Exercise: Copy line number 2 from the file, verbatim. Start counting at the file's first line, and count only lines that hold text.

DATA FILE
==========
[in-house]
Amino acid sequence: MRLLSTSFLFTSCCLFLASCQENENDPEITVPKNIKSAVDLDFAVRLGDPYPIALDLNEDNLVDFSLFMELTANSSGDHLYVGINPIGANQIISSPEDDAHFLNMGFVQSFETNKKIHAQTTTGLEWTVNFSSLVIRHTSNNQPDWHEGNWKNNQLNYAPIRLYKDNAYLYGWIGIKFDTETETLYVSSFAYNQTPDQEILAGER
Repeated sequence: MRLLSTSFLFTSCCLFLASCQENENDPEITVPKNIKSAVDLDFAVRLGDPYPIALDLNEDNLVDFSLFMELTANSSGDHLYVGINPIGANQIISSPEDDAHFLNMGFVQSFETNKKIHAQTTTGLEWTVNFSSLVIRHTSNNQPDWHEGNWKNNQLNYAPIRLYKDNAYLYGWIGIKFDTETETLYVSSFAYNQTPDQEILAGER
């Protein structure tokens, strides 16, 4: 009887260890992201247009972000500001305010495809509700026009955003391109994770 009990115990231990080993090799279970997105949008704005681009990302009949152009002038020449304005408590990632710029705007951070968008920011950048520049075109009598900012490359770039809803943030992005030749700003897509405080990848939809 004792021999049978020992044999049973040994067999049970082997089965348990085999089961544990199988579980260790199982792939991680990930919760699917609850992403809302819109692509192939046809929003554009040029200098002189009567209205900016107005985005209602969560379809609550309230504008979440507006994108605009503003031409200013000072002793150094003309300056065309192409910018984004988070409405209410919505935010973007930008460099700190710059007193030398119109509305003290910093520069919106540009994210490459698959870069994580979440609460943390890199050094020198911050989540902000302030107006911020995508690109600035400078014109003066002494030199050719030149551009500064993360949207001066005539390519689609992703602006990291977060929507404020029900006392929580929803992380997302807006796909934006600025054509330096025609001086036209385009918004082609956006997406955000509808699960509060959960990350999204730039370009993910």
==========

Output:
Amino acid sequence: MRLLSTSFLFTSCCLFLASCQENENDPEITVPKNIKSAVDLDFAVRLGDPYPIALDLNEDNLVDFSLFMELTANSSGDHLYVGINPIGANQIISSPEDDAHFLNMGFVQSFETNKKIHAQTTTGLEWTVNFSSLVIRHTSNNQPDWHEGNWKNNQLNYAPIRLYKDNAYLYGWIGIKFDTETETLYVSSFAYNQTPDQEILAGER